EUROPE’S longest and oldest green wall has been partially cut-down for a “possible” cycle lane.

The living wall in Madeira Drive was planted by the Victorians and is a wildlife reserve.

Brighton and Hove City Council has confirmed today that the Local Wildlife Site was cut on purpose in order to build a “possible” cycle lane in the road.

A spokesman said: “During planning work for a possible cycle path on Dukes Mound we identified the need to cut back the overhanging vegetation for important safety reasons, to ensure a clear line of vision for cyclists.”

Local Wildlife Sites are areas of land that are “especially important” for their wildlife, according to The Wildlife Trusts.

The sites are identified and selected locally using scientifically-determined criteria and surveys and are corridors for wildlife, forming “key components of ecological networks”.

Building Green, which helps the council look after the Green Wall, said it was “shocked” it was not told of the plan to slash down the eight Japanese spindle plants, planted in 1872.

The organisation said the council was commissioning a report into what happened. It added the incident was a “miscommunication” relating to the creation of a new cycleway in the road.

The Green Wall experts said they were “hopeful” the plants would grow back on the wall, exposed for the first time in about 150 years.

The Madeira Terrace Green Wall was partially cut down for a possible cycle lane

The Madeira Terrace Green Wall was partially cut down for a 'possible' cycle lane

The council spokesman said: “We would like to reassure our residents that the green wall at the Dukes Mound junction has been cut back with its roots left intact. The greenery should regenerate and grow back again.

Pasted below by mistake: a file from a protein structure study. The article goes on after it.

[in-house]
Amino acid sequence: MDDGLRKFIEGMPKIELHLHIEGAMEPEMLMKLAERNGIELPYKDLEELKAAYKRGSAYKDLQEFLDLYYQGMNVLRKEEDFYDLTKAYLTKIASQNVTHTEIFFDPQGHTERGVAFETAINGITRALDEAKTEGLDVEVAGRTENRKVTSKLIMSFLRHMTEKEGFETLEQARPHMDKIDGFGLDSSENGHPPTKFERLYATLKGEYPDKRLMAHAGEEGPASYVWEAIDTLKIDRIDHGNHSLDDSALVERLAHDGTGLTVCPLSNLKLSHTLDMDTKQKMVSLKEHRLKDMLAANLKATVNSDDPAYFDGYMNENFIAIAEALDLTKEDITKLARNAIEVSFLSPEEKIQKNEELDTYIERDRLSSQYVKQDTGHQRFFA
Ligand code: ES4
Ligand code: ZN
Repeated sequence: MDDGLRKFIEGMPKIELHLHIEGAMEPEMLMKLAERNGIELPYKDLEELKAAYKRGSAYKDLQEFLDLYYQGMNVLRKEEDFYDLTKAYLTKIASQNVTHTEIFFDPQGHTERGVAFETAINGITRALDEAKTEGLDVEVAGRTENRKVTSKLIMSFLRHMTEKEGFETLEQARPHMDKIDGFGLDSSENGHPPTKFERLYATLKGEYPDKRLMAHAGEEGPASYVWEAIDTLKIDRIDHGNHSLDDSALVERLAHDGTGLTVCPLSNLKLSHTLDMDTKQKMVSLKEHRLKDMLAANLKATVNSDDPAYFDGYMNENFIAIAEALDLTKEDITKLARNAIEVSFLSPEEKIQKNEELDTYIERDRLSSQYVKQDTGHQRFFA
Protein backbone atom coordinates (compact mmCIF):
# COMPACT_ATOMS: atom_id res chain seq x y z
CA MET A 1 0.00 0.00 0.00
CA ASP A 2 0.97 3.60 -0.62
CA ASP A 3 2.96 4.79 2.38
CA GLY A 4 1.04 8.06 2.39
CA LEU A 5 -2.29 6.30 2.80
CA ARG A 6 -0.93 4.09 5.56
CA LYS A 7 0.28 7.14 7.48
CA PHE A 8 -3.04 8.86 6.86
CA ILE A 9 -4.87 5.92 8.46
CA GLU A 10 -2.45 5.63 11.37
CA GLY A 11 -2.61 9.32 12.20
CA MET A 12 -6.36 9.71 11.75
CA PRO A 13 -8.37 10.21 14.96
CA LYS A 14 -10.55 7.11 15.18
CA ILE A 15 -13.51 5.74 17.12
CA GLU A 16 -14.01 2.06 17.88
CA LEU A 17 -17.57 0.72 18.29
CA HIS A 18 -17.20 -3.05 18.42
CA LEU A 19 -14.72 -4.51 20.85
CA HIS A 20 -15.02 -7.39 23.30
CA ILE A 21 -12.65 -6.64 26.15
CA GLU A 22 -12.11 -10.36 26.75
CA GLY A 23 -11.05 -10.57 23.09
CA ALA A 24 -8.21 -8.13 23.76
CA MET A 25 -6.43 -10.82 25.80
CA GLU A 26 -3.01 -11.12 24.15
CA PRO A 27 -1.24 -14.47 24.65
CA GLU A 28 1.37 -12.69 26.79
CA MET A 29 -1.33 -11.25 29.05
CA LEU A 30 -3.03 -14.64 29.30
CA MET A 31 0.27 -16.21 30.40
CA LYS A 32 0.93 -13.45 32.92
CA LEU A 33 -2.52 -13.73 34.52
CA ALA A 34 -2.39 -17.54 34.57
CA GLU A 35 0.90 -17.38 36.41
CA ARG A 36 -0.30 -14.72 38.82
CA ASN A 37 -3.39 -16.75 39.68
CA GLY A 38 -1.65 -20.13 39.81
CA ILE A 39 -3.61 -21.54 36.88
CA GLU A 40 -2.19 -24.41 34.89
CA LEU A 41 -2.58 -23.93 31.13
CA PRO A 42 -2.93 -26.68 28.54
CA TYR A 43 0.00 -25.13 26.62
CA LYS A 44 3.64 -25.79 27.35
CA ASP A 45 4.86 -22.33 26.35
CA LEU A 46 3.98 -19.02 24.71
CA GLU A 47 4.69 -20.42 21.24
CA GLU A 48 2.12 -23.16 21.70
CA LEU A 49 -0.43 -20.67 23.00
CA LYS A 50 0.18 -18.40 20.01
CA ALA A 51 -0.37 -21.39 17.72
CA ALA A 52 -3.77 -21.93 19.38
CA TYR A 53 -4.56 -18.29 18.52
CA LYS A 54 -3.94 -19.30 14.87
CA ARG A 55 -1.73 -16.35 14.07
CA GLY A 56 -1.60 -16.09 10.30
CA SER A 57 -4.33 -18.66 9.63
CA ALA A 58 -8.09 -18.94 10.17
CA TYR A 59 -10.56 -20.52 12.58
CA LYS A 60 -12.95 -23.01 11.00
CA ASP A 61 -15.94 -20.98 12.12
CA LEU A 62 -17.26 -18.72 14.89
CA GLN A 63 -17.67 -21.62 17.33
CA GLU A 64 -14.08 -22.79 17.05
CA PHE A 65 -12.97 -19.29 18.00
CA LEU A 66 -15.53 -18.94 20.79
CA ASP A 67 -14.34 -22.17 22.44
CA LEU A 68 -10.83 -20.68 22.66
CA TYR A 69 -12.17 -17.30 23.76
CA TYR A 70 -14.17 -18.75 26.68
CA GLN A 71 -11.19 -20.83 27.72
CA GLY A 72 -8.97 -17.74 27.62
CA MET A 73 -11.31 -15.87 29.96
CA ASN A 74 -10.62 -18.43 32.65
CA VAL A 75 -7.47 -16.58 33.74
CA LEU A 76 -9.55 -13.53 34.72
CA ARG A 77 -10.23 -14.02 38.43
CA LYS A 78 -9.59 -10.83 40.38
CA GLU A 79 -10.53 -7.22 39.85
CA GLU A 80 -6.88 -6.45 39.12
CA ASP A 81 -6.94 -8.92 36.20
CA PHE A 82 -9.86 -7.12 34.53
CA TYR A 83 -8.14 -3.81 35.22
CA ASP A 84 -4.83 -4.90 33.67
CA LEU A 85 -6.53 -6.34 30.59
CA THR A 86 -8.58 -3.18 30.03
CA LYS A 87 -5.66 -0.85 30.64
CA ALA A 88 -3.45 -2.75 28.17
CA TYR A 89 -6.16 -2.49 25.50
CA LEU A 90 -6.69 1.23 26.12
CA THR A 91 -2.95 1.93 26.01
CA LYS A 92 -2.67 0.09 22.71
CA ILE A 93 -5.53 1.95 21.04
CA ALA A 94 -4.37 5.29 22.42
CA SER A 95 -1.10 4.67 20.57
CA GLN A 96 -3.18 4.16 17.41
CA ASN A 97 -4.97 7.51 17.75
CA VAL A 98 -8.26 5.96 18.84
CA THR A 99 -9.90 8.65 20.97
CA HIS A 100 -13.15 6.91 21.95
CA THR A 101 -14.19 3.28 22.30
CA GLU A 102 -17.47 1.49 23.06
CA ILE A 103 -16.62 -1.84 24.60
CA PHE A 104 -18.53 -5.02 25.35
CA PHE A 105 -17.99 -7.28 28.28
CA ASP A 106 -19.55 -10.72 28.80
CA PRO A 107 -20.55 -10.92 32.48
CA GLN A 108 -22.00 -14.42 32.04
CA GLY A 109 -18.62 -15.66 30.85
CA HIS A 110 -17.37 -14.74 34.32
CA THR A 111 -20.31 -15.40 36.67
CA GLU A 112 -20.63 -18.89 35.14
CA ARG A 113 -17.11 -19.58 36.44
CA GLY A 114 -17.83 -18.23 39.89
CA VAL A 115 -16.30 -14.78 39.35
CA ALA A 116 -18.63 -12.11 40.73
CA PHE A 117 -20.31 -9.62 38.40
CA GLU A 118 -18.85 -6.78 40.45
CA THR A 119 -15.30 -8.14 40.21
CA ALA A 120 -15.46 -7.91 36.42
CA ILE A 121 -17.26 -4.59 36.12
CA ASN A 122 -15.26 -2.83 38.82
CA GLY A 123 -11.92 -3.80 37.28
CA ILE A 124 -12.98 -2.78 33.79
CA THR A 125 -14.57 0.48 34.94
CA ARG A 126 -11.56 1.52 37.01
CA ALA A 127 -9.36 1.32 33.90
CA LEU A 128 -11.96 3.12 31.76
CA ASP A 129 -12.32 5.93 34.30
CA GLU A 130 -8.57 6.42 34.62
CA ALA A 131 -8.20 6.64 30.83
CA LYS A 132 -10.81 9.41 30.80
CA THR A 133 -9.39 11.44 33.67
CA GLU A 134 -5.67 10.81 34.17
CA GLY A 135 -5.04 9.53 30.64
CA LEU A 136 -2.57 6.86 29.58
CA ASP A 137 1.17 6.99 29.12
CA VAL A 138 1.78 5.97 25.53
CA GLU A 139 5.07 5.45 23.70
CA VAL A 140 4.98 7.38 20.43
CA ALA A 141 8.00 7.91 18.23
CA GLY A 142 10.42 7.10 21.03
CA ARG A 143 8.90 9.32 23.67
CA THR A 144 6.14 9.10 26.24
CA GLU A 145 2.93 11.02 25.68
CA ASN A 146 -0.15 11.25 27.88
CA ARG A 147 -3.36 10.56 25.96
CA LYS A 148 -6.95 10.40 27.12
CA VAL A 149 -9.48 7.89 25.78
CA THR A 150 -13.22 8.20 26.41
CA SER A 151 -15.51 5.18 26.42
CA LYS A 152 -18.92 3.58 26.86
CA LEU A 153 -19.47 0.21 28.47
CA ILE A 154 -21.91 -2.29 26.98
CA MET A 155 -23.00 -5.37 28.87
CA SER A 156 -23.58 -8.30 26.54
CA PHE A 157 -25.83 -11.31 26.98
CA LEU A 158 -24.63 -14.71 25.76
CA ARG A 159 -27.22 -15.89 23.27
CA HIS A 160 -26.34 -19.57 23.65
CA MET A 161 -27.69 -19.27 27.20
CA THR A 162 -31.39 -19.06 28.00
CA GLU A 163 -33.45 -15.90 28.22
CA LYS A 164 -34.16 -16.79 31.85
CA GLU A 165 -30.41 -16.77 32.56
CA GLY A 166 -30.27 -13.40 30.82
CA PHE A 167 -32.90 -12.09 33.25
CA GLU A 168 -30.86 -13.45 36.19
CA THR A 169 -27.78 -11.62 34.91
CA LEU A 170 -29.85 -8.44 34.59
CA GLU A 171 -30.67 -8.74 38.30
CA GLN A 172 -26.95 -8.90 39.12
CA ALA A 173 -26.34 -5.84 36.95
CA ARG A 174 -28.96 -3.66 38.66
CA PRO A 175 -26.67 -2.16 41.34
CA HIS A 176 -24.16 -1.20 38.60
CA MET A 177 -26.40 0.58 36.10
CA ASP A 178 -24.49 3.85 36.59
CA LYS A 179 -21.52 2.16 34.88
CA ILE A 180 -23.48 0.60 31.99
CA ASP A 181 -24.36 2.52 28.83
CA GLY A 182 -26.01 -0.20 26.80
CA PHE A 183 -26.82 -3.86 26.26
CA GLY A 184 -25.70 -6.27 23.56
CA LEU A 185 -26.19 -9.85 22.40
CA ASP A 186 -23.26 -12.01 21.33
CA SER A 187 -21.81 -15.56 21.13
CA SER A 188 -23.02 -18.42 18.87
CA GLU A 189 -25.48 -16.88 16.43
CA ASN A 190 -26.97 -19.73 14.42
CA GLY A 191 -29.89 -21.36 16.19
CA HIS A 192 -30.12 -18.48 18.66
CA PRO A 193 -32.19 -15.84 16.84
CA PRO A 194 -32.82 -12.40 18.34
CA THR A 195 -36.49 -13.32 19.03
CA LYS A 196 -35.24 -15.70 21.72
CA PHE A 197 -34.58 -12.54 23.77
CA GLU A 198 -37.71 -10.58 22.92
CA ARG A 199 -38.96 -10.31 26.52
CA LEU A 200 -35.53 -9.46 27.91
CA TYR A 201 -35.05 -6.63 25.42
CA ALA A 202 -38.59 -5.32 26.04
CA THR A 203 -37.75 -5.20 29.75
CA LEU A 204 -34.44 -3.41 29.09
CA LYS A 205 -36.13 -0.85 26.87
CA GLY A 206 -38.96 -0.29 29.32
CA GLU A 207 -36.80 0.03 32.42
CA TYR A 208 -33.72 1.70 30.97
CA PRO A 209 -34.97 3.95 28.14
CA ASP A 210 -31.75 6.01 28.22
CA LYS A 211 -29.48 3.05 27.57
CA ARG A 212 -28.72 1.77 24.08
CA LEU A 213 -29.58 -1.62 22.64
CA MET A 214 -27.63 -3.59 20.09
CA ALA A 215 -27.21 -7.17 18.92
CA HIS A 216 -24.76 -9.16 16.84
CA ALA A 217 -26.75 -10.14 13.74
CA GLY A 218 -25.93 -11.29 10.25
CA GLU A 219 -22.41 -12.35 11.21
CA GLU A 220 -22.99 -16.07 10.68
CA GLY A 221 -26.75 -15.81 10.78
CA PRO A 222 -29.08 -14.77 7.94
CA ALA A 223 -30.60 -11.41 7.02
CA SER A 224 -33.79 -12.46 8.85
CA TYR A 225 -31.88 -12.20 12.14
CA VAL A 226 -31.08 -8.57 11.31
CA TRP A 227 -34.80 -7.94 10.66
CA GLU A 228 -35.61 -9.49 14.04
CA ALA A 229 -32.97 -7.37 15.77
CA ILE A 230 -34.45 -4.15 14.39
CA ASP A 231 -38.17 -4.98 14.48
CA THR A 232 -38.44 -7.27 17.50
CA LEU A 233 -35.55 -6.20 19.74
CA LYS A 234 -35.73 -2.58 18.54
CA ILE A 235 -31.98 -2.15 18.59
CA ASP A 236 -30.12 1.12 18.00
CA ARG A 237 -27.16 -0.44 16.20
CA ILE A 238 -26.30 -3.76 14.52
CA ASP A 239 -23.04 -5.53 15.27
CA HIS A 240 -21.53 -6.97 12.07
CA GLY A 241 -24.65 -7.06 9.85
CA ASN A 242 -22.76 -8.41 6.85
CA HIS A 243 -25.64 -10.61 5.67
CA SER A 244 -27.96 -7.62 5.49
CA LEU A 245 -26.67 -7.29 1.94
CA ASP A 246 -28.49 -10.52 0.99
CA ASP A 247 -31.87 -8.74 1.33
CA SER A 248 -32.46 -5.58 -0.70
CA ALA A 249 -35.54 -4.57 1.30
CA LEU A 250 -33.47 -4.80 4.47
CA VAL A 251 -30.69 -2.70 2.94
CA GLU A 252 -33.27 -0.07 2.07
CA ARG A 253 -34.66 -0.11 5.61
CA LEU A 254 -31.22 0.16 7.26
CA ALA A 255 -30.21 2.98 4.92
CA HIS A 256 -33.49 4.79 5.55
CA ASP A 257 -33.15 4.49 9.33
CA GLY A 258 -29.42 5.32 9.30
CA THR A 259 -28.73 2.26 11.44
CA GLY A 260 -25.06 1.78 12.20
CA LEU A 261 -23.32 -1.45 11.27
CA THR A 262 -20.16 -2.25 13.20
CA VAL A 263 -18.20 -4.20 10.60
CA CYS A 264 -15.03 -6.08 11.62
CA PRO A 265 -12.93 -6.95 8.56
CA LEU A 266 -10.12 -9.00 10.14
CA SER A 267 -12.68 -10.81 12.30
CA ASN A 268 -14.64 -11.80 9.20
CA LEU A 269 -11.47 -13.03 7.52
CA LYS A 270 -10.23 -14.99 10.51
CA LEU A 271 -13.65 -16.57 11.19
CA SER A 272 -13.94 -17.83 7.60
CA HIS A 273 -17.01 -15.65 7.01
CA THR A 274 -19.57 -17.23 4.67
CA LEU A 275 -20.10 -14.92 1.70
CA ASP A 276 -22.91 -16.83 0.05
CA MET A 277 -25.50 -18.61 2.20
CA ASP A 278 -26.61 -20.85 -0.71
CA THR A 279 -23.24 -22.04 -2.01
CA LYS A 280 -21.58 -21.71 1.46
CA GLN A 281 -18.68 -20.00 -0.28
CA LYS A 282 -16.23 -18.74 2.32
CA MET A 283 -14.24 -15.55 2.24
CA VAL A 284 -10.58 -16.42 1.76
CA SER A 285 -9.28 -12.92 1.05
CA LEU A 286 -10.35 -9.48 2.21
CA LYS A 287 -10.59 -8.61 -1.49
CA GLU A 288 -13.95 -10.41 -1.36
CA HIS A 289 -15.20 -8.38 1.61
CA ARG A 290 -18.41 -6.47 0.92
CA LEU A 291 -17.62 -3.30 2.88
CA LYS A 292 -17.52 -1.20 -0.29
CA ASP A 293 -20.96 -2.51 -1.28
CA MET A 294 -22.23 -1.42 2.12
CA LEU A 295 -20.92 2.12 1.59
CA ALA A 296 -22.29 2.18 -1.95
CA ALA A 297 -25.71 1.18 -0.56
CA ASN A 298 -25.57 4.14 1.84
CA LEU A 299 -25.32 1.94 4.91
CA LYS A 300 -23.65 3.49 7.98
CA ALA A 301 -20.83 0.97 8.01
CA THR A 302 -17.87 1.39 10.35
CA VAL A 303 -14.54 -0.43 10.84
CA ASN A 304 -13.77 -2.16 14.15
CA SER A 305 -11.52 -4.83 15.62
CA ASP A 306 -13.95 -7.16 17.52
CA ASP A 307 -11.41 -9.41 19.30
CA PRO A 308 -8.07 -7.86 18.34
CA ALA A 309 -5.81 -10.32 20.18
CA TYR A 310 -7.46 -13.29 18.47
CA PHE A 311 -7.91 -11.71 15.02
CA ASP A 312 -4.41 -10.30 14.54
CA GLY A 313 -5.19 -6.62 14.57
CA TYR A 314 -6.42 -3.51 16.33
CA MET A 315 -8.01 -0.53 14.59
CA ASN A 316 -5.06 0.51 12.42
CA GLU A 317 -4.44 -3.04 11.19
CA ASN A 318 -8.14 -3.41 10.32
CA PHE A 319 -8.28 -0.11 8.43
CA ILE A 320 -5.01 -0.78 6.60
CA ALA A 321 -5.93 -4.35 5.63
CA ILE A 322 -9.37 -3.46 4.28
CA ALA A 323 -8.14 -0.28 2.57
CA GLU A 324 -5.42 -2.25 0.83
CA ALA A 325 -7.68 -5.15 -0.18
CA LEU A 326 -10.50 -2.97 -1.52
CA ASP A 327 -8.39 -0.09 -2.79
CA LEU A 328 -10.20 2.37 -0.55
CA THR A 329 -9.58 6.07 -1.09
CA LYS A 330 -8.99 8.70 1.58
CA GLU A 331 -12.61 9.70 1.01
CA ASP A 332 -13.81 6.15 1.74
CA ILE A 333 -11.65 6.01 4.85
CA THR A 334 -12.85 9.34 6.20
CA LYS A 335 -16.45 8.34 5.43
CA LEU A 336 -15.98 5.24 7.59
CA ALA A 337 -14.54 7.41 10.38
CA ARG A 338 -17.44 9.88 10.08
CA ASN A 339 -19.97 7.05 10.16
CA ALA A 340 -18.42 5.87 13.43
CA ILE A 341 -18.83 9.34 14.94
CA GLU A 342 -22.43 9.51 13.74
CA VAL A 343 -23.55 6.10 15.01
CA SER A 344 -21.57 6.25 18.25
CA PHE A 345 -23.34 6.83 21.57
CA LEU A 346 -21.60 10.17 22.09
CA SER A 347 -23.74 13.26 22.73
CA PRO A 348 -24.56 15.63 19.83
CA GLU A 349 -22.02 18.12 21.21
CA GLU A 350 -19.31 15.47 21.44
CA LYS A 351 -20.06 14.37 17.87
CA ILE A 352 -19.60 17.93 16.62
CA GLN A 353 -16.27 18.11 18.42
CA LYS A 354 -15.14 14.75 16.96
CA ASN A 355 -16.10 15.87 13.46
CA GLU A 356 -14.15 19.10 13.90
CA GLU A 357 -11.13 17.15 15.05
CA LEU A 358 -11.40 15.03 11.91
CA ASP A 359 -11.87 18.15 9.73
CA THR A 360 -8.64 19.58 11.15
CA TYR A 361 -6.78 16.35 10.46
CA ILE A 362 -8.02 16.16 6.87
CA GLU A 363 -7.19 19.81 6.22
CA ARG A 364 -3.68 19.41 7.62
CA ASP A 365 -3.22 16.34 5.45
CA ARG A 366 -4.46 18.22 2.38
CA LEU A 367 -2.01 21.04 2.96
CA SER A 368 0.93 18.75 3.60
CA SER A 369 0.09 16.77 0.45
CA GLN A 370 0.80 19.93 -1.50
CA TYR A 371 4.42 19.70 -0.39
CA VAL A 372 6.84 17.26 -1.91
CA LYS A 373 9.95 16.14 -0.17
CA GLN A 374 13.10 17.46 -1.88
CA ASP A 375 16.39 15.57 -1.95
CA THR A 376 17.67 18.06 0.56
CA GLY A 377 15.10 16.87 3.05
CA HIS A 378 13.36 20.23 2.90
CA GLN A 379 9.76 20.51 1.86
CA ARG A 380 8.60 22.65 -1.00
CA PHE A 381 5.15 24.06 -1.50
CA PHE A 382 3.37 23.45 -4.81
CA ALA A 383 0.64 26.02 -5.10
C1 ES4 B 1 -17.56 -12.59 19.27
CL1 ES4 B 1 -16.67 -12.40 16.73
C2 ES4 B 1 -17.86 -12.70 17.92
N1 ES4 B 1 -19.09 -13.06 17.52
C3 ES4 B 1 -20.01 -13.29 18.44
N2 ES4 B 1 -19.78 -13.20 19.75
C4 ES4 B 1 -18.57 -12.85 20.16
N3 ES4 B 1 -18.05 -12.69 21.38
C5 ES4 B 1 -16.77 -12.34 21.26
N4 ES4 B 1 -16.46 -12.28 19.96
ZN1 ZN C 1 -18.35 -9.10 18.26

“We will be training the new growth up the wall, to make sure visibility on the highway is maintained.”

A protected two-way cycle lane on the south side of the carriageway was previously built on the road earlier this year.

The cycle lane on the pavement was removed to “create additional space for pedestrians”.

Speaking about the cutting down of the Local Wildlife Site, the council spokesman said: “This work was agreed as part of our wider plans for redeveloping the Black Rock site.

“The Project Team has a two-year maintenance programme for landscaping and an Ecological Management Plan in place.”

When the referenced Ecological Action Plan was checked by The Argus, it was found to say: “…there are unlikely to be any impacts on Madeira Drive Green Wall.”

The council was asked whether it had considered the wall as a Local Wildlife Site before the decision was made, who was involved in making this decision, why Building Green was not consulted, and what the “miscommunication” referenced by Building Green was.